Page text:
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Teaching a Timid Skier - Page 2

post #31 of 40
All of the above advice is indeed very good. One more thing that your wife should try. Read "Breakthrough On Skis, How To Get Out Of The Intermediate Rut" or "Breakthrough On The New Skis" (either edition will do) by Lito Tejada-Flores. She sounds like a prime candidate for this book. You can get used copies on Amazon.com for under $1.00 plus shipping.
In The Yikes Zone is also a very good book.
post #32 of 40
I too believe that fear, and lack of self-confidence can effect the body's performance. I skiied green trails for quite a while and finally decided to go down a blue trail after my boyfriend convinced me that my skills were good enough. I was pretty nervous at first, but eventaully became comfortable with blue trails. I was forced to practice one evening when all of the green trails closed and I was still enthusiastic about skiing!
Now black diamonds are my next big challange. I have gone down a few. They are fun and scarey at the same time. One I went down was steep for me and I hesitated at the top of the mountain as I decided whether to do down or not. After a few moments I just decided to go for it. I learned that sometimes you just have to be confident, despite the nervous feeling in your stomach. A little bit of nervous energy might not be so bad for performance.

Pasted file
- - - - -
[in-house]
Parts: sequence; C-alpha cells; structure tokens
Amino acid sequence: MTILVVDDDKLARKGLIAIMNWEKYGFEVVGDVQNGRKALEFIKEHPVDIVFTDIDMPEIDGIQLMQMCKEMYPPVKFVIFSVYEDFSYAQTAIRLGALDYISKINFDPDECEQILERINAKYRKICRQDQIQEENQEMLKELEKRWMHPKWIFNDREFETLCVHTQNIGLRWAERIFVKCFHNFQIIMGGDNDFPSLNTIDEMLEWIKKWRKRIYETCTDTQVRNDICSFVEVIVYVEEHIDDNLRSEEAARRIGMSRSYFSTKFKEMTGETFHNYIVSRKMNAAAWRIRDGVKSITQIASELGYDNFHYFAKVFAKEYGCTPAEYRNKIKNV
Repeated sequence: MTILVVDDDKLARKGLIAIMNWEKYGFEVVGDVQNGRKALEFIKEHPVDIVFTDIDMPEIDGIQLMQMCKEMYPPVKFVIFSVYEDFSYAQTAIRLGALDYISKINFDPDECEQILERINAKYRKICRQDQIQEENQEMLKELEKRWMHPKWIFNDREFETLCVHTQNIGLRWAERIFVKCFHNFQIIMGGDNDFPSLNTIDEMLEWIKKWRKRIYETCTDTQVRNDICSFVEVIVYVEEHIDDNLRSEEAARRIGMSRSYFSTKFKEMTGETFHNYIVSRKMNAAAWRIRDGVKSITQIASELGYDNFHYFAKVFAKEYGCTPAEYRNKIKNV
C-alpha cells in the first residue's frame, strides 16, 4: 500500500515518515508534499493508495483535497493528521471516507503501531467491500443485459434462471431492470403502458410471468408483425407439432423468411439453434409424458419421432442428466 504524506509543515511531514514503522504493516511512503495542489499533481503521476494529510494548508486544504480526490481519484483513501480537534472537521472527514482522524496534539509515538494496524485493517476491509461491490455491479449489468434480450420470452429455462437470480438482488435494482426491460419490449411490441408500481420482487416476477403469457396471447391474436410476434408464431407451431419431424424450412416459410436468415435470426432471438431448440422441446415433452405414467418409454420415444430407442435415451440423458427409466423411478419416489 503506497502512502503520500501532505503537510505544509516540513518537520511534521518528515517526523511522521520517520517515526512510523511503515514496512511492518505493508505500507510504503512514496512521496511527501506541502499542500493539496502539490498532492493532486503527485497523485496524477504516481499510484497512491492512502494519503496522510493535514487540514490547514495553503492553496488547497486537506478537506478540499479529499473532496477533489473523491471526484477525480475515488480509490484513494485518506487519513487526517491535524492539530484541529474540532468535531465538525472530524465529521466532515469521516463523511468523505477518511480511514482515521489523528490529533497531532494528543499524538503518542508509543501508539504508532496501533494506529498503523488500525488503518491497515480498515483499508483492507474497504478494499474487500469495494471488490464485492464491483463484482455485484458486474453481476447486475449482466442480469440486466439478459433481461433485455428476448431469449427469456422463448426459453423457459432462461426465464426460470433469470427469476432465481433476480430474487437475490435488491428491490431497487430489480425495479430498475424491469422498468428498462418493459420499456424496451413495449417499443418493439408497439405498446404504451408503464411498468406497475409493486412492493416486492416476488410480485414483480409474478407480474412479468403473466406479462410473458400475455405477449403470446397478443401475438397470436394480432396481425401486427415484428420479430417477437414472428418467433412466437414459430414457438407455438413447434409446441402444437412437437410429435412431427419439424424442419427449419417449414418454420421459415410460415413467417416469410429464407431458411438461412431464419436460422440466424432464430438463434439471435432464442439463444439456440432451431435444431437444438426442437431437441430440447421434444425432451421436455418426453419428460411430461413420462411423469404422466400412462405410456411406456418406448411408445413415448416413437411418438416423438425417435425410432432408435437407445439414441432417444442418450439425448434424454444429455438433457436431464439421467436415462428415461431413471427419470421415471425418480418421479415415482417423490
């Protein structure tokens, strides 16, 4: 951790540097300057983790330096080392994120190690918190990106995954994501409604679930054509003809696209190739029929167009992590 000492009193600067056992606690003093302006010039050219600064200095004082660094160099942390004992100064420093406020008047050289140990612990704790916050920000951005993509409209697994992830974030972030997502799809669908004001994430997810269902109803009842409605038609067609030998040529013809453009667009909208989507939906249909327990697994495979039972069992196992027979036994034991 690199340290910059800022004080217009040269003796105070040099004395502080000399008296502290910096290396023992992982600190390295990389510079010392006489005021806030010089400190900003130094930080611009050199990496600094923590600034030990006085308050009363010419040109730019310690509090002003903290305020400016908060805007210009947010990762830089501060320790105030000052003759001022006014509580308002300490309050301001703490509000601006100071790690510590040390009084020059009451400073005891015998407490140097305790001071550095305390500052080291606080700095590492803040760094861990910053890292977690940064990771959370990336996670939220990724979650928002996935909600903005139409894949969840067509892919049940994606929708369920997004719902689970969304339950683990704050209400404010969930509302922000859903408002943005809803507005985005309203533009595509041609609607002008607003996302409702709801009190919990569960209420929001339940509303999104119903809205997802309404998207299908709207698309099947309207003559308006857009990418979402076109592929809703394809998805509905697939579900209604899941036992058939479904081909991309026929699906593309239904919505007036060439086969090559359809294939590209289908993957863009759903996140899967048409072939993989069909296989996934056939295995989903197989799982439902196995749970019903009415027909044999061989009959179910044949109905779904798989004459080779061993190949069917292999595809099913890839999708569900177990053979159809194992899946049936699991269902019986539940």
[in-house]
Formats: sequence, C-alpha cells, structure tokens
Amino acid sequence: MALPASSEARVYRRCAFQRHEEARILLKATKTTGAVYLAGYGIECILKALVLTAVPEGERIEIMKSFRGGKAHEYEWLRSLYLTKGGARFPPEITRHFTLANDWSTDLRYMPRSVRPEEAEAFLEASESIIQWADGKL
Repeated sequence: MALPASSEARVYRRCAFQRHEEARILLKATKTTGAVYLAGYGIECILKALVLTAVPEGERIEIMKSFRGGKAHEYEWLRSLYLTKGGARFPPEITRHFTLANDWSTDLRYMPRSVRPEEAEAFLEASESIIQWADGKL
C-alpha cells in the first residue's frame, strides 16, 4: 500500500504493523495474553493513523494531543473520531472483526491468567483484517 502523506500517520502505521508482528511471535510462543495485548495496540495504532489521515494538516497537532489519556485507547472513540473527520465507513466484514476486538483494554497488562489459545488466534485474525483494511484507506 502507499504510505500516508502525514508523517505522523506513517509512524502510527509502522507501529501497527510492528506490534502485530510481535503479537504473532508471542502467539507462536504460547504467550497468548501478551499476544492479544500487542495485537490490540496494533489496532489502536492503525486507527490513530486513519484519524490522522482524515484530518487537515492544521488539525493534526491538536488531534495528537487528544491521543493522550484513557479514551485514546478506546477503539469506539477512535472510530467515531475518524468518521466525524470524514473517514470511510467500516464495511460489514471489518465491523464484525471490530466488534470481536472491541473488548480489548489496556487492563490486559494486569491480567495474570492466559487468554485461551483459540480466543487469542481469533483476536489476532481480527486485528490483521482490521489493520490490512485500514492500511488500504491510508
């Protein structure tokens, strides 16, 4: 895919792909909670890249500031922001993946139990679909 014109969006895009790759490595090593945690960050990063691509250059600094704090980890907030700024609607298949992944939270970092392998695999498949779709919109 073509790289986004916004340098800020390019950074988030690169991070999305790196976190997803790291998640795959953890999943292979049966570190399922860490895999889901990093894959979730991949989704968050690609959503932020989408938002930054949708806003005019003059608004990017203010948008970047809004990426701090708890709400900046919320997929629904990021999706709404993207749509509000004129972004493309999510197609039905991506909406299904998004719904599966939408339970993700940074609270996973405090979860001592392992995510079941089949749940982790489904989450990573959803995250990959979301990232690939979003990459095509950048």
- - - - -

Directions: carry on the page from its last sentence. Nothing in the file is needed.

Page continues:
The only advide I can think of is practice, practice, practice and try to get into a mindset of "I'm a good skiier, I can do this." Use encouraging words. Take your time. But most of all have fun!
post #33 of 40
Originally posted by ant:
For this kind of fear, I think you have to nibble away at it, rather than try to "crash through". When this fear is strong, often there can be no Crash Through. You just have to gradually build confidence, and when the heart is up, tackle those things that are just slightly in the fear zone.

Well put, and I totally agree. My wife just spent several days on skis as a newbie. Her instructor did a great job of introducing the necessary skills to get her started, but the comfort level is coming along slowly. Each day out, she was better and better, but she is definitely still dealing with the "timid" factor. I think over time she will be fine, but small steps are the way to go for her and other timid skiers. Better to go slow, bite off a little at a time, than to have a poor experience and just give up.
post #34 of 40
This has been a great discussion, everyone. Even though the original impetus for this thread was about Mrs Josseph's skiing, I am getting a lot of insight on fear and the management of fear. Basically, fear is a very personal thing, and it is manifested differently in different people. Thus, the way to manage fear should also be personalized. I think especially for the newer ski instructors, many view fear as a generalized issue, with only one perscribed solution: move back to gentler terrain. This is, no doubt, a great starting point. However, just as people are different, remedies that work well need to be individualized.